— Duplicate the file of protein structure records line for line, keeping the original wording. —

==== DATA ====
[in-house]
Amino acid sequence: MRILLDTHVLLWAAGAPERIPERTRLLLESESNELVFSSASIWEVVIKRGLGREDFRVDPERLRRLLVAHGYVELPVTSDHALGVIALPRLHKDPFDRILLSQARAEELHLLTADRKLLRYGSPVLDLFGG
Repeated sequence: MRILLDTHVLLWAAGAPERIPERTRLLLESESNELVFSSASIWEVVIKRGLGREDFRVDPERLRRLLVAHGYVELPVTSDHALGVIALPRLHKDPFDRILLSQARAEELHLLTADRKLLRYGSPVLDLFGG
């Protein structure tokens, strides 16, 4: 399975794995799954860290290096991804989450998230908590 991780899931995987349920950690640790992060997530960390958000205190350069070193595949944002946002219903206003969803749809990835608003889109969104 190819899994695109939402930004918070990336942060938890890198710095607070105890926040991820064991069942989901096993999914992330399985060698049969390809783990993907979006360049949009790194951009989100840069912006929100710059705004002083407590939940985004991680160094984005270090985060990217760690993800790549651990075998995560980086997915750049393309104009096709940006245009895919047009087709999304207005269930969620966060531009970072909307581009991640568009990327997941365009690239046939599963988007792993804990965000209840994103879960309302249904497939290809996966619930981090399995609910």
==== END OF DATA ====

[in-house]
Amino acid sequence: MRILLDTHVLLWAAGAPERIPERTRLLLESESNELVFSSASIWEVVIKRGLGREDFRVDPERLRRLLVAHGYVELPVTSDHALGVIALPRLHKDPFDRILLSQARAEELHLLTADRKLLRYGSPVLDLFGG
Repeated sequence: MRILLDTHVLLWAAGAPERIPERTRLLLESESNELVFSSASIWEVVIKRGLGREDFRVDPERLRRLLVAHGYVELPVTSDHALGVIALPRLHKDPFDRILLSQARAEELHLLTADRKLLRYGSPVLDLFGG
């Protein structure tokens, strides 16, 4: 399975794995799954860290290096991804989450998230908590 991780899931995987349920950690640790992060997530960390958000205190350069070193595949944002946002219903206003969803749809990835608003889109969104 190819899994695109939402930004918070990336942060938890890198710095607070105890926040991820064991069942989901096993999914992330399985060698049969390809783990993907979006360049949009790194951009989100840069912006929100710059705004002083407590939940985004991680160094984005270090985060990217760690993800790549651990075998995560980086997915750049393309104009096709940006245009895919047009087709999304207005269930969620966060531009970072909307581009991640568009990327997941365009690239046939599963988007792993804990965000209840994103879960309302249904497939290809996966619930981090399995609910």